How does loneliness affect our health?

Social isolation can harm our health. (Getty Images)
Everyone felt lonely at some point in their lives.
Britain has been banned since March 23 during the outbreak of the coronavirus. The restrictions have only recently been relaxed to allow mixing of no more than six people outdoors.
The pandemic has probably stretched the NHS and threatened the global economy like never before.
Read More: How to recognize someone is lonely and what to do to help
However, an unexpected side effect of the virus may be the severe social isolation that so many have experienced.
At best, there are 1.2 million chronically lonely elderly people in the UK, 500,000 walk five or six days without speaking to anyone.
While loneliness undoubtedly leaves us in the garbage dumps, the impact on our physical well-being should not be underestimated.
Lonely people have "less motivation to take care of themselves".
In the midst of the coronavirus outbreak, it was suspected that lonely people could develop more serious complications.
Studies show that healthy people who spend little time with others are more likely to develop symptoms when they catch a cold than those who are more sociable.
Research has also shown that lonely people who are exposed to cold viruses in a laboratory and then put in quarantine are more likely to contract the infection.
Read More: Singing in a choir can help fight loneliness
"[Studies] were not done for [the] coronavirus, but [the results] would likely be the same," said Dr. Ruth Hackett from King's College London previously told Yahoo UK.
"[It's a] very specific concern".
In contrast to loneliness, positive emotions should strengthen the immune response.
This has been observed in extroverts, although they may be exposed to more people who may be contagious.
According to scientists at Rice University in Houston, loneliness is said to “affect aspects of the immune system that are responsible for the production of inflammatory cytokines [immune-fighting proteins]”.
Overproduction of cytokines can “cause persistent symptoms of upper respiratory tract infection”.
The clinical psychologist Dr. Lisa Orban fears that lonely people may not be motivated as officials ask us to continue to exercise physical health during the outbreak of the coronavirus.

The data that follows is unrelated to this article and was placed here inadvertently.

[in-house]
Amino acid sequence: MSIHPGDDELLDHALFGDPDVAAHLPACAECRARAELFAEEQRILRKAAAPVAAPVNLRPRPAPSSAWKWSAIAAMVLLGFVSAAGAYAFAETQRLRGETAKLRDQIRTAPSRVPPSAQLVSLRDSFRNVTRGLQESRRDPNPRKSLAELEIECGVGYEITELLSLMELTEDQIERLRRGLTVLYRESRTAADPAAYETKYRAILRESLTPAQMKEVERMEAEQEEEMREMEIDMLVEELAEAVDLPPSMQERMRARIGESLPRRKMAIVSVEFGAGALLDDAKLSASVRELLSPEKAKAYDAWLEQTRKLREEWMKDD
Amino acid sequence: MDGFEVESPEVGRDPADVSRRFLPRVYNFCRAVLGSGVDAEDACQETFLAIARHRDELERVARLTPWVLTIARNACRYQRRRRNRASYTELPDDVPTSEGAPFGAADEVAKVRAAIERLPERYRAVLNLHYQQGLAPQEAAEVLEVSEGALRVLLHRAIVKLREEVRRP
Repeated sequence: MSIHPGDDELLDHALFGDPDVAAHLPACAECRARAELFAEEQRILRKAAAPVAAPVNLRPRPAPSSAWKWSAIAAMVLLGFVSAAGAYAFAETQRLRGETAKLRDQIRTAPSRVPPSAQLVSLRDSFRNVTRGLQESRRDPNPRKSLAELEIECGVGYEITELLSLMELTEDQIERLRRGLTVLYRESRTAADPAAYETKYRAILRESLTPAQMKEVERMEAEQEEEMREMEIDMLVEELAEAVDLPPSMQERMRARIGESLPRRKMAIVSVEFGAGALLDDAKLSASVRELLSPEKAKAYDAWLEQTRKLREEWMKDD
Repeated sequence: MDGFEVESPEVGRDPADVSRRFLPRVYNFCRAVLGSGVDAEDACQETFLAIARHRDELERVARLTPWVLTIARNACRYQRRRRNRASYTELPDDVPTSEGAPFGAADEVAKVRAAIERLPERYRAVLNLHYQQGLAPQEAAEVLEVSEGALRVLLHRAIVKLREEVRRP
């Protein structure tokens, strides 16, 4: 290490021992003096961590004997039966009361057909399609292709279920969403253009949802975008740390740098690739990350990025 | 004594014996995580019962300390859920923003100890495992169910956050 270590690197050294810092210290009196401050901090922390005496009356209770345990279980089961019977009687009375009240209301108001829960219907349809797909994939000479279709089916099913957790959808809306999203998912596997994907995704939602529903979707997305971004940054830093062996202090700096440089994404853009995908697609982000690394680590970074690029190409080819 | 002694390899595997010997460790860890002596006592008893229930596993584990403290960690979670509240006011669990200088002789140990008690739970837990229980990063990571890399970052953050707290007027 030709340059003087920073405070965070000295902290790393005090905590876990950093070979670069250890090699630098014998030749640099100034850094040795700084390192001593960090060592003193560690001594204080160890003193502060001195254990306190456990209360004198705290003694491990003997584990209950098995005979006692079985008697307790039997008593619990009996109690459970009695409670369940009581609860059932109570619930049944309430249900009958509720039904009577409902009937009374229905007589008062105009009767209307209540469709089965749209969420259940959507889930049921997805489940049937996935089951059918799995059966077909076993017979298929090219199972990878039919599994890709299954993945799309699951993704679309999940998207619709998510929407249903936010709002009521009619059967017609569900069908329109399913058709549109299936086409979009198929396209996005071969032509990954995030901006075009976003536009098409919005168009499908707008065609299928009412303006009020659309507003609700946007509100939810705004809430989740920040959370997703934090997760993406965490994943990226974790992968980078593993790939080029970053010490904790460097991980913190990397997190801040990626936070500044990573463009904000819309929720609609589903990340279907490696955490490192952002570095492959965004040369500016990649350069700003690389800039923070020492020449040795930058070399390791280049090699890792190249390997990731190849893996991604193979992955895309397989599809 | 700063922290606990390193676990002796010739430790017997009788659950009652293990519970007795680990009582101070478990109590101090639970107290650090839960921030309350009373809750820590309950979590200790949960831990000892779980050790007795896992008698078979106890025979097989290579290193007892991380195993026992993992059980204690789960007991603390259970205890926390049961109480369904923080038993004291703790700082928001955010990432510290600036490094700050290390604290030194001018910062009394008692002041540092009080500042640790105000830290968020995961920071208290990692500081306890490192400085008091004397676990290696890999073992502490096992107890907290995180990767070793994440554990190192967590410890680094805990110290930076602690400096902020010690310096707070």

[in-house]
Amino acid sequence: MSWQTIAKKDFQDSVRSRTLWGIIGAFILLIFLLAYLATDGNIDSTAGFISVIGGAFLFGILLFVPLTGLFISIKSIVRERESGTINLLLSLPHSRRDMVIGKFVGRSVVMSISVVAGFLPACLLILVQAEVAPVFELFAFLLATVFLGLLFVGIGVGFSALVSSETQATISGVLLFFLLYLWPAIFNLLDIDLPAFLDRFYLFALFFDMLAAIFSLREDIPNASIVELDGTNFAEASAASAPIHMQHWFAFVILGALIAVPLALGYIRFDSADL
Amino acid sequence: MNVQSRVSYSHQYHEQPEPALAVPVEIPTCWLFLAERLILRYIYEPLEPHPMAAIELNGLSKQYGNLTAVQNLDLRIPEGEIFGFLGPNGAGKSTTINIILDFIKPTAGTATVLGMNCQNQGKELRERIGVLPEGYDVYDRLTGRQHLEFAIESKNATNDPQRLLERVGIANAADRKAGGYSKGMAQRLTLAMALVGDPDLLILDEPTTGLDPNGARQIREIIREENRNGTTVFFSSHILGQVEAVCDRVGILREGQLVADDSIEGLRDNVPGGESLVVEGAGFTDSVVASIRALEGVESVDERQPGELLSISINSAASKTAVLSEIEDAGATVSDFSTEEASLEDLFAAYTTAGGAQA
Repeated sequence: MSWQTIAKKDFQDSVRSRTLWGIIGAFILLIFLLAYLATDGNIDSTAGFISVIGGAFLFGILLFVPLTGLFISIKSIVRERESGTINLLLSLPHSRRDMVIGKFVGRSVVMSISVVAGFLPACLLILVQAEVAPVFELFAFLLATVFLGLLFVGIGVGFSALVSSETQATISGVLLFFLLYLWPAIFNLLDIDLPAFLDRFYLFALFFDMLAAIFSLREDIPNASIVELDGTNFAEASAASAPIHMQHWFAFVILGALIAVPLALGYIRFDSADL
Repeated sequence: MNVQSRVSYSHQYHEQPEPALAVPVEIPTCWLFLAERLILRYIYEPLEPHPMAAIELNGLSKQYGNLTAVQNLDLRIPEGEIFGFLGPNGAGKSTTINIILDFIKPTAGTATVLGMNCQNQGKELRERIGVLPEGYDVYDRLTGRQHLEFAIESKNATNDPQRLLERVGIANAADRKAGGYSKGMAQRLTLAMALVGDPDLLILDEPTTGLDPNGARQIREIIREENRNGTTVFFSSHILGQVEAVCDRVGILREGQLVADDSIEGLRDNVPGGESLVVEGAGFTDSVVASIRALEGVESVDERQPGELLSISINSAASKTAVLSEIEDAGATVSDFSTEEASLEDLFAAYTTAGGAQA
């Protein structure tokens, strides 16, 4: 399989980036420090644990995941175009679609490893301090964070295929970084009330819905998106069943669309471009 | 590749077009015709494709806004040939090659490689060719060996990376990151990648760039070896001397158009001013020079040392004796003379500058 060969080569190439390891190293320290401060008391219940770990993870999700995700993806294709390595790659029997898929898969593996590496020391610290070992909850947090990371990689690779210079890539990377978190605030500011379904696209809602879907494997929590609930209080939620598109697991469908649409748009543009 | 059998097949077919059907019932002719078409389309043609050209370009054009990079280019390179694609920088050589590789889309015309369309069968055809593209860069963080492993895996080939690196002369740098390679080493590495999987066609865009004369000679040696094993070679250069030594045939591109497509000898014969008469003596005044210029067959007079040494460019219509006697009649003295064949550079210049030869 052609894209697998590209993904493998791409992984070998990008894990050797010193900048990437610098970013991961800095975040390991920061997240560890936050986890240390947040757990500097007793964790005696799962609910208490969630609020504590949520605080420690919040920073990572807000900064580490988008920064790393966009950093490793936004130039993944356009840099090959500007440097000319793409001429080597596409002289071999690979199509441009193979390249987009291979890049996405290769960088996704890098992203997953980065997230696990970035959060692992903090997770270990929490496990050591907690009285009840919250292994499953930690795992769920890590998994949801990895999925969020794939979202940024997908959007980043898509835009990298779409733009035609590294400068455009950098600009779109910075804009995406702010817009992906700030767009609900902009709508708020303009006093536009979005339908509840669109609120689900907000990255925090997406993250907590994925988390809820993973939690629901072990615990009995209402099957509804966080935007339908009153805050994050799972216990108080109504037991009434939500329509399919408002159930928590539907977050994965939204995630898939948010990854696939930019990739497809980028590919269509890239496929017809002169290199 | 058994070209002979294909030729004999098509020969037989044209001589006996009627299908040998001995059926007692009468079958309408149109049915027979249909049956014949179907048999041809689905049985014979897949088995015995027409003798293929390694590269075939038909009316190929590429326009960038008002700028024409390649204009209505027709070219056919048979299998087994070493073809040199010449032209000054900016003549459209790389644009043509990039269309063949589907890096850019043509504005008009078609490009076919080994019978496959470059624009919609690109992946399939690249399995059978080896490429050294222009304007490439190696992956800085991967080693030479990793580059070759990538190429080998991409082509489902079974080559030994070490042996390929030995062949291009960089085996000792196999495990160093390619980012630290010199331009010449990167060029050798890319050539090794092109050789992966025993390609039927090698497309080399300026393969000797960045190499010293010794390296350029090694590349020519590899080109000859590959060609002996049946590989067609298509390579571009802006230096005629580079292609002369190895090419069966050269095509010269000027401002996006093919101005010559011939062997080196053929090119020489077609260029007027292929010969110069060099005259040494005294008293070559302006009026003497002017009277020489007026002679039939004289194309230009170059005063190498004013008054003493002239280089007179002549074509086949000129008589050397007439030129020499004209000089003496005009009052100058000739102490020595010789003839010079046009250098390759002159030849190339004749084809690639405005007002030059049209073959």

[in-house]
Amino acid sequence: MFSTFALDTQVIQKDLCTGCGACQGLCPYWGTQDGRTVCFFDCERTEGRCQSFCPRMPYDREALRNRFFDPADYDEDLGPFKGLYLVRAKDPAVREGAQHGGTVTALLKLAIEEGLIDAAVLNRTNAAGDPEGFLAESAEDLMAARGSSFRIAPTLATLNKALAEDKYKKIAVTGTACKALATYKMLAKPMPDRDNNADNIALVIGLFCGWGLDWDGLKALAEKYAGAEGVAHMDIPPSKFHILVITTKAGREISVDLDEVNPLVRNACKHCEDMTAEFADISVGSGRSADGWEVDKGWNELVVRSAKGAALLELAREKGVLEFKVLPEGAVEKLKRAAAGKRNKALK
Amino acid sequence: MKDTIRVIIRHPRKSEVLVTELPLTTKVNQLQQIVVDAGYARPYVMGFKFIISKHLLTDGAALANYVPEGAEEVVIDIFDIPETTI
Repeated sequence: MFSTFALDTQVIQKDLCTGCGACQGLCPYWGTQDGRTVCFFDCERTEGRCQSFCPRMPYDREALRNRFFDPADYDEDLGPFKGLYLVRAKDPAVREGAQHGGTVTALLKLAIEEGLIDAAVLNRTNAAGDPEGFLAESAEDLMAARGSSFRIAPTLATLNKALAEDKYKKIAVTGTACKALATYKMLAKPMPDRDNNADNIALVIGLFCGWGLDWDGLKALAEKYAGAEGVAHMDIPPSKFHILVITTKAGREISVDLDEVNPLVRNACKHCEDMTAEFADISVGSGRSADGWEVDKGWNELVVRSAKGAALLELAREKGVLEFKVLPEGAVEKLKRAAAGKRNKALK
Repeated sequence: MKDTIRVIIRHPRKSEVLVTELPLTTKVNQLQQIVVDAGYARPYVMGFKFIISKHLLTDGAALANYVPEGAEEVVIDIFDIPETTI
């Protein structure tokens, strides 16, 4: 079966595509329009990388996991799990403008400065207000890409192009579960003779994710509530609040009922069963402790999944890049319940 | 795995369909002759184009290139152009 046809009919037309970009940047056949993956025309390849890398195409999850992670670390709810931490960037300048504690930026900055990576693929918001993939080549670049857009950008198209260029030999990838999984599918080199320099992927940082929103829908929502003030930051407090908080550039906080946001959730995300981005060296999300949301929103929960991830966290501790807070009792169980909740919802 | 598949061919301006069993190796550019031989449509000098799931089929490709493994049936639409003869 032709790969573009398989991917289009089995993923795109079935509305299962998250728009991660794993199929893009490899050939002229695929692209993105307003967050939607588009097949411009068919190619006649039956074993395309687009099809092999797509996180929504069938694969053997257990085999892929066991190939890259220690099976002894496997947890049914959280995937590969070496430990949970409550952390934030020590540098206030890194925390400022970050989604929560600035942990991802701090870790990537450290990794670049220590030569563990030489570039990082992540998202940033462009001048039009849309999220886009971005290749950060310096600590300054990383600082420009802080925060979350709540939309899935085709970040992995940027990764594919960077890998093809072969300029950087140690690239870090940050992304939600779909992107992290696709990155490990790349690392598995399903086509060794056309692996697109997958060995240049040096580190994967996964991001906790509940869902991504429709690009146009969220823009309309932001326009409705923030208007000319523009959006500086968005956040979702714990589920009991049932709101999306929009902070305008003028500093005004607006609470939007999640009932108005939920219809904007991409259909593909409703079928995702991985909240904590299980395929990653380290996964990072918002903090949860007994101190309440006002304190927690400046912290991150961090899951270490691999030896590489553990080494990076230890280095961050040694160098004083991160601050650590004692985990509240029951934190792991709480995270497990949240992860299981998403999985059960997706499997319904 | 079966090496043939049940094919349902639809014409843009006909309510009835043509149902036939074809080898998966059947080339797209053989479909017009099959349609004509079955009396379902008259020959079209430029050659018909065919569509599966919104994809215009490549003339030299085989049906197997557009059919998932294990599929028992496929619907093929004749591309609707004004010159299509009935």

"Loneliness can also have a negative impact on health and the ability to take care of yourself when you get sick," she told Yahoo UK earlier.
"For example, someone who experiences loneliness might feel like they have" nothing or nobody to live with, "which can reduce their motivation to take good care of themselves and survive their illness."
In addition to the corona virus, scientists at Bristol University recently found that lonely people start smoking more often, drink more cigarettes in a day, and are less able to quit smoking.
They wondered if the addictive nicotine "interferes with neurotransmitters like dopamine". The release of this feel good chemical can relieve the feeling of loneliness.
Perhaps surprisingly, a 2010 study found that loneliness is as harmful to health as smoking 15 cigarettes a day.
Read more: The 92-year-old widower shows how he has overcome the loneliness of losing his wife
Scientists at the University Hospital in Essen also found that loneliness increases the risk of premature death.
After examining more than 4,000 people over the age of 13, they found that lack of social inclusion increased the risk of heart disease by 44% and the likelihood of death for any reason by 47%.
"We have known for some time that lonely or without contact with close friends and family can affect your physical health," said study author Dr. Janine Gronewold.
"We still don't understand why people who are socially isolated have such poor health outcomes, but this is obviously a worrying finding, especially in times of ongoing social distance."
Research has shown that lonely people find it more difficult to quit smoking. (Getty Images)
Brain scans differ in lonely people
While it sounds far-fetched, evidence even suggests that loneliness affects brain activity.
Stanford University scientists performed MRI scans on 50 volunteers while thinking about themselves, their friends, acquaintances and celebrities.
The results published in the Journal of Neuroscience showed that thinking about someone from each category corresponded to a different pattern of activity in the medial prefrontal cortex of the brain.
The closer the relationship is, the more similar is the pattern observed when thinking about yourself.
Brain patterns varied, however, in more lonely people, where the activities related to thinking about themselves were significantly different than in the other categories.
The scientists came to the conclusion that these people have a "more lonely" representation of their relationships.
"It's almost like having a particular constellation of neural activity that activates when you think of yourself and your friends. Much of the same constellation is recruited," said Meghan Meyer, assistant professor for the study author.
“However, when you are lonely, you activate a rather different constellation when you think of others than when you think of yourself.
"It's like your brain image of yourself is more separate from other people, which is in line with how lonely people say they feel."
Loneliness in the middle of the coronavirus pandemic
A study shows that loneliness can be just as harmful to health as obesity, reports Kristine Sorensen from KDKA.

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